Practice Makes Perfect: Lauryn Grady’s Perfect 36

 

  By Sarah Michels, Editor-in-Chief, Rosecall

Dozens of nervous students walked through the doors of various schools around the country on the morning of September 9th, equipped with their sharpened pencils, calculators, and student IDs. As each entered their testing rooms and sat down, they hoped that today was their lucky day; maybe, just maybe, today they would finally reach their ACT goal. One of these students was Lauryn Grady, a senior at Assumption High School, who was aiming for the ever-elusive perfect score.

The ACT (American College Testing program) is a standardized test (whose grading scale ranges from 1 to 36) that every high school student takes in order to assess college readiness, in hopes of receiving a score at or above the entrance and scholarship requirements of their dream schools. Getting a 36 is extremely rare; less than ONE TENTH of one percent (.106%) received a perfect score in 2016. The morning of September 9th, Lauryn Grady joined this prestigious group of just above 2,500 people all across America.

 

Assumption has had a few perfect scores in the past couple years, most recently Ariel Turner (2015) and Trisica Dunlevy (2012), which is a testament to the academic rigor of the school. In order to help its students reach their standardized test potential, Assumption provides the PreACT, PLAN, PSAT, and most recently, a National ACT to its students in their first three years of high school. Additionally, Assumption integrates ACT prep into core classes, offers a Method Test Prep subscription to all students, and works with TorchPrep to provide sessions with a $100 discount. All this effort has paid off, which is evident in the below charts. When students takes the High School Placement Test (HSPT), Assumption uses their composite score to predict their future ACT score. 100% of the Class of 2017 met or exceeded their predicted score, which illustrates the credibility of the school.

 

HSPT Composite Rank *Predicted ACT Score  Actual ACT Score ranges

Class of 2015

Actual ACT Score ranges

Class of 2016

Actual ACT Score ranges

Class of 2017

98 31 34 – 36 **** 31 – 33
95 29 31 – 32 31 – 33 31 – 34
85 25 27 – 31 26 – 31 26 – 34
75 23 26 – 29 23 – 28 23 – 31
60 21 23 – 26 24 – 29 25 – 29
50 20 23 – 25 21 – 25 22 – 29
40 19 21 – 24 21 – 29 20 – 27
25 17 19 – 21 19 – 23 20 – 25
15 15 17 – 23 17 – 21 17 – 23

 

HSPT Composite Rank Predicted ACT Score 

(as indicated by years of predictive validity studies by Scholastic Testing Service, Inc.)

Actual ACT Score ranges

Assumption High School Class of 2017

98 31 31 – 33
95 29 31 – 34
85 25 26 – 34
75 23 23 – 31
60 21 25 – 29
50 20 22 – 29
40 19 20 – 27
25 17 20 – 25
15 15 17 – 23

 

 

Lauryn Grady is a shining example of this success. She attended St. Francis of Assisi grade school, and credits her English teacher, Mrs. Conway, and math classes for her solid academic baseline. When she came to Assumption, Lauryn was placed in all advanced classes and thrived in the classroom. However, she didn’t always expect to get a perfect score. Lauryn took the ACT four times before she got a 36, beginning with a score of 32 the summer before junior year, and moving up from there. Her weakest area was science, which she remedied by learning how to manage her time more wisely during ACT tutoring classes. Lauryn explained her advice on how to improve scores, saying, “Doing practice tests really helps as well as being aware of your time. I think it’s important to find out what works best for you. Just because a tutor is telling you [to do] a certain technique, that may not work best for you.”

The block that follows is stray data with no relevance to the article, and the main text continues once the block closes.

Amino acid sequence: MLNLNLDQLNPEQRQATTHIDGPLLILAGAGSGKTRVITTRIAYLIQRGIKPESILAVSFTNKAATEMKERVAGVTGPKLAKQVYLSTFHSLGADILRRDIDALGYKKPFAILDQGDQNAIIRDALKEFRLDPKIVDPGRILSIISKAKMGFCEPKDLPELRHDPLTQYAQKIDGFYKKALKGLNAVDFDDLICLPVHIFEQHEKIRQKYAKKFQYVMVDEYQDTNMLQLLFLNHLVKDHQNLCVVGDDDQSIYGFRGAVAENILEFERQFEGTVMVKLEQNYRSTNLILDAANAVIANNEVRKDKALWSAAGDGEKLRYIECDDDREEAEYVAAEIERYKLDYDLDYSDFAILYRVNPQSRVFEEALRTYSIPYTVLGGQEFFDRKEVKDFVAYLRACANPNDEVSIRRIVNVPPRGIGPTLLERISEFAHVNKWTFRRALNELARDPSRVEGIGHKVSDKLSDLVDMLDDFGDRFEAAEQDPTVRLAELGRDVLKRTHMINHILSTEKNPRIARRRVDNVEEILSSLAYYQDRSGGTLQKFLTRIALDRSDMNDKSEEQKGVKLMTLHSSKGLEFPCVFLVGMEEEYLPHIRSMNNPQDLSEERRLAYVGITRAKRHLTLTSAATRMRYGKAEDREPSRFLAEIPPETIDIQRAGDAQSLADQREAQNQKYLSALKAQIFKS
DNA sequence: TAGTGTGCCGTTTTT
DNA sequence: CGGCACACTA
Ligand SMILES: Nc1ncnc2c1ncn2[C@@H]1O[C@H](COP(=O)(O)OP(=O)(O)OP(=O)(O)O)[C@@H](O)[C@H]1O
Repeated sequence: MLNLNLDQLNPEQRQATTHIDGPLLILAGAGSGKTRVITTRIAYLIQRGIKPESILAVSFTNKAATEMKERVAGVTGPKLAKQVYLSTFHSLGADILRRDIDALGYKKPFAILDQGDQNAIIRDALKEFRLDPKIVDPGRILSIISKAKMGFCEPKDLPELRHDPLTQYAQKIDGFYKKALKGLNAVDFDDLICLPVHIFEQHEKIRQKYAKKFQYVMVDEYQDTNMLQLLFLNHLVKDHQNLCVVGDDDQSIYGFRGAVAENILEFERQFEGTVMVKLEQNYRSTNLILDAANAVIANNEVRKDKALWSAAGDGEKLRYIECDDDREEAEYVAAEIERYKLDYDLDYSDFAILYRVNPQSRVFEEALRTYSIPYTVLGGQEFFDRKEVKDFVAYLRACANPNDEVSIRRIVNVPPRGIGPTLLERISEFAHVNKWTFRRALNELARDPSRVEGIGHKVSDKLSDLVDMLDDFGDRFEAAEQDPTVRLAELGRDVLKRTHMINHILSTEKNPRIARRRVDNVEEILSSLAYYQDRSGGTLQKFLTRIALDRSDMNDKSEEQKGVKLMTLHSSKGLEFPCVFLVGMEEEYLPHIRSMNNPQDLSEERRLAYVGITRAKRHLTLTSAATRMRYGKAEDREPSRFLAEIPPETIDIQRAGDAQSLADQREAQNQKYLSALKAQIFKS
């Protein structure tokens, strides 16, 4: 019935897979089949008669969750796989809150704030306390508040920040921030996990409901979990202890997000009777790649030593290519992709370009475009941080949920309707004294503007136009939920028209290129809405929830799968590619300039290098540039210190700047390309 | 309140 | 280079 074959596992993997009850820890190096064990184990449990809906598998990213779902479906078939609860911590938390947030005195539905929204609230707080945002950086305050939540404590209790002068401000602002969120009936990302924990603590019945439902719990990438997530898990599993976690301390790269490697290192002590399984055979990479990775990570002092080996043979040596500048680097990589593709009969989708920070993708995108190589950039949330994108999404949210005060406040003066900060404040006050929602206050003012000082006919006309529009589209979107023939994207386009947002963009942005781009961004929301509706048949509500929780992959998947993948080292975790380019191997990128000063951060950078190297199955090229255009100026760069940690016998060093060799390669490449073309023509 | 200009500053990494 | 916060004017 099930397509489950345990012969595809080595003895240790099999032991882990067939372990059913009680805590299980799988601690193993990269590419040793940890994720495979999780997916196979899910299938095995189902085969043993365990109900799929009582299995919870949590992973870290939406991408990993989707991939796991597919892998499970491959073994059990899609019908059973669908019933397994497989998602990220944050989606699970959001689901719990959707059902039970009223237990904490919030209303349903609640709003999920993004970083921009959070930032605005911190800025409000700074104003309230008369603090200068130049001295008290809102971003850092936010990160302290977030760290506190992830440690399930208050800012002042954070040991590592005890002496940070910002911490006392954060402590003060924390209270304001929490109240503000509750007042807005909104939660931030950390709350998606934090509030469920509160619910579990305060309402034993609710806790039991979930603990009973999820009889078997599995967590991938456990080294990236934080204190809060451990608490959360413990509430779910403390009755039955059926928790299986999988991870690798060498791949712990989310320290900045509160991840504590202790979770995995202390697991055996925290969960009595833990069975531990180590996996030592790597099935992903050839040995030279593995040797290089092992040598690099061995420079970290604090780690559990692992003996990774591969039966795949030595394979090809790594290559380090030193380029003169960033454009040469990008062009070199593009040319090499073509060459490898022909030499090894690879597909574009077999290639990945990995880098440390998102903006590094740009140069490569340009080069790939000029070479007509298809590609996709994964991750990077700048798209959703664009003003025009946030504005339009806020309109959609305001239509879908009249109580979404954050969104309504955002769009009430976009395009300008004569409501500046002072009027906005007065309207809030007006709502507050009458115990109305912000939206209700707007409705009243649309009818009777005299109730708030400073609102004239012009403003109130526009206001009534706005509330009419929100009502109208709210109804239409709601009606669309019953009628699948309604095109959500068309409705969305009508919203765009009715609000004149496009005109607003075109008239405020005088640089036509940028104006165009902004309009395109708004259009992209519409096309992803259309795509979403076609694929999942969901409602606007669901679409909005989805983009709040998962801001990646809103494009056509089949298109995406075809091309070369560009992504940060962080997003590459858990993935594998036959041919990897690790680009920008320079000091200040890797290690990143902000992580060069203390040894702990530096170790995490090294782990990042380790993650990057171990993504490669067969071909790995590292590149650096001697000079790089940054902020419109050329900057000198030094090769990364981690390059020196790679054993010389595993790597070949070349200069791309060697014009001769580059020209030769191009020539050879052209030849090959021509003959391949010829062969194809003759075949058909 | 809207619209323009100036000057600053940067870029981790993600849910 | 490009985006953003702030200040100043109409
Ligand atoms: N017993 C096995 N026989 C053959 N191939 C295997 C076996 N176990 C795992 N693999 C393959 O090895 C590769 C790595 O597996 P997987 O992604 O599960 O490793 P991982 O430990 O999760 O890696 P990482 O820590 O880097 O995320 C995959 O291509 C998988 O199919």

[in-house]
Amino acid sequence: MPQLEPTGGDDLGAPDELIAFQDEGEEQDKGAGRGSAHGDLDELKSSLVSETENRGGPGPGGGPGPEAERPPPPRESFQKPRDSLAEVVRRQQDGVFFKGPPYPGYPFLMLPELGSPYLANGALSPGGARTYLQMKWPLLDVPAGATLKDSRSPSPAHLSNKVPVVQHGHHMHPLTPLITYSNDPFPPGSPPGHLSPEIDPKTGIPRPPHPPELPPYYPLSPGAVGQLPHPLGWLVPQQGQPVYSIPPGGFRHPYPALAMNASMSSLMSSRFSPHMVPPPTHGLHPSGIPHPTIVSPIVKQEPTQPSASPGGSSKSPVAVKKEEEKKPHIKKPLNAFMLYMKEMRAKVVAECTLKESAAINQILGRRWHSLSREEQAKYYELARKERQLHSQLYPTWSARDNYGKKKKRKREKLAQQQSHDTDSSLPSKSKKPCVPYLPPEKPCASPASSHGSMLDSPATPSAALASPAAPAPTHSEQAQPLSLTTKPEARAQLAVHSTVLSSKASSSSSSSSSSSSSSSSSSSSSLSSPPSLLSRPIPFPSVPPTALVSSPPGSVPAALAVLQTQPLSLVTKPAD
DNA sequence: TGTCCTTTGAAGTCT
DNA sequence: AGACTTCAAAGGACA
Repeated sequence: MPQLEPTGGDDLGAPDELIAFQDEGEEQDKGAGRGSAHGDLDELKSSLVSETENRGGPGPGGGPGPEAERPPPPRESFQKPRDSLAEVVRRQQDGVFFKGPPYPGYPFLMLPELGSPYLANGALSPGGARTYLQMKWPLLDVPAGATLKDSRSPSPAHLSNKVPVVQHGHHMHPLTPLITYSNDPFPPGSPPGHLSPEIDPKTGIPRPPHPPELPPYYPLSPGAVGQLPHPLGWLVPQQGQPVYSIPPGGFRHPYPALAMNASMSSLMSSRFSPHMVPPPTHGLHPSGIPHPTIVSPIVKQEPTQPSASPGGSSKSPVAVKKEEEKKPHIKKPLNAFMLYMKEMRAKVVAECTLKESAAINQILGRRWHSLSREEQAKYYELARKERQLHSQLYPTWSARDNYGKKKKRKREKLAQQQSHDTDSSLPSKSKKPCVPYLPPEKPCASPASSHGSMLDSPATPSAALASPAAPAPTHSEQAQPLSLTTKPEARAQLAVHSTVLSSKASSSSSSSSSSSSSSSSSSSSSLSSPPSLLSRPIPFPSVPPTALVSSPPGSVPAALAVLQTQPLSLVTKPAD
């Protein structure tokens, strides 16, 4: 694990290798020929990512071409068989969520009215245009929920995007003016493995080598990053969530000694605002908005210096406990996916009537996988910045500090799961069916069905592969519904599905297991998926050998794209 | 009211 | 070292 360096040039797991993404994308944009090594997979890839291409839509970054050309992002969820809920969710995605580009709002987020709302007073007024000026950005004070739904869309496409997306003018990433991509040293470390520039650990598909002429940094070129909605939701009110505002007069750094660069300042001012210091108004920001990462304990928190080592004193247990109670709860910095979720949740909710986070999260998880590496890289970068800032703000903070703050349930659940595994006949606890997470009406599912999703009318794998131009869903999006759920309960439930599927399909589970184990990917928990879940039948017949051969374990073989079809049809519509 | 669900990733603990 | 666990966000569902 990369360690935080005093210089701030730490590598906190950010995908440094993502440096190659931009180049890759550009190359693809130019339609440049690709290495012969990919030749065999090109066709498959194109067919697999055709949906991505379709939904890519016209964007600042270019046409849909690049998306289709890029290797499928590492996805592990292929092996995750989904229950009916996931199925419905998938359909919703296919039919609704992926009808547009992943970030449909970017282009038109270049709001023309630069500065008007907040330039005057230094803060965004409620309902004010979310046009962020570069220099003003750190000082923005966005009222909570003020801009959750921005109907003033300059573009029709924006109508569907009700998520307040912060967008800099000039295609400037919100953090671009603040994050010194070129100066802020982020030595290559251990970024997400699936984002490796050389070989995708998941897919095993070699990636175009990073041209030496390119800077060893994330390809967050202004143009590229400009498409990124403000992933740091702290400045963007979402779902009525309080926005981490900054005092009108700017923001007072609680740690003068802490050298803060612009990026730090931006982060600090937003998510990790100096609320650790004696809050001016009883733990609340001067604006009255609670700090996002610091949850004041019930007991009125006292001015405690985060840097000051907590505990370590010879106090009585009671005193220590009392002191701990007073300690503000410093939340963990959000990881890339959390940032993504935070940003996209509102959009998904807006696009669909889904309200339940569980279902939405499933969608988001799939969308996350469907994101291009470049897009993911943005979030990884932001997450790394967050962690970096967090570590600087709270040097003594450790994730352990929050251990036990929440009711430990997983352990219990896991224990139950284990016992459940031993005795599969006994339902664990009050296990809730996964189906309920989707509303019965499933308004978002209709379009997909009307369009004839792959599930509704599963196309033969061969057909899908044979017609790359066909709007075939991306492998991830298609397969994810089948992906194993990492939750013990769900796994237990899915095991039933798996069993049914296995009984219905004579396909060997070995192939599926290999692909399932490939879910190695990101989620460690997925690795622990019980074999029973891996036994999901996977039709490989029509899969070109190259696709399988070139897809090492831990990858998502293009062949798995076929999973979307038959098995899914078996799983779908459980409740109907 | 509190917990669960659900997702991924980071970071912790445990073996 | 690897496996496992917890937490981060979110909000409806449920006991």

After she received a 35, Lauryn debated whether or not the time and effort required to take the ACT again was worth the slim chance that she would get a perfect score. In order to get a 36, depending on the curve of the test, students can miss from zero to two questions across all four sections of the test, so Lauryn would essentially need to have a flawless day in order to reach her goal. “I’m a pretty determined person, and I knew I’d be annoyed with myself if I didn’t at least try one more time” Lauryn stated. Clearly, her willpower paid off.

 

The entirety of the Assumption community is quite proud of Lauryn’s accomplishment; Mrs. Fieldhouse, the Dean of Studies, said “We know that Lauryn would have been successful at any school, but we believe that Assumption offers the combination of rigorous curriculum and opportunities in combination with the support of teachers and other staff to make this type of success a reality. An achievement like this only comes with the combination of the blessings of God-given talent and lots of hard work.”

 

Lauryn is very excited that she set a high bar for herself and reached it, but she has approached her success with humility. While standardized testing has reaped many benefits for her, she stated, “I don’t believe in its ability to assess someone’s intelligence”. I have a lot of friends who are brilliant, but they aren’t good test takers, and this has unfairly affects their ability to get into certain colleges or receive scholarships. I also don’t think standardized testing is fair because tutoring really helps students raise their scores, but there are a lot of students who don’t have the opportunities to get tutored.”

 

While the ACT is vital to entrance into college, students must remember that there is more to their identity than a simple number. Lauryn reflected on her experiences, saying, “Sure, I can tell you how many outfits you can make with four shirts and two pairs of pants and six hats, but I still don’t know how to turn on our washing machine. Your ACT score doesn’t measure how smart you are; it just measures how good you are at taking the ACT.”

 

Congratulations Lauryn!!

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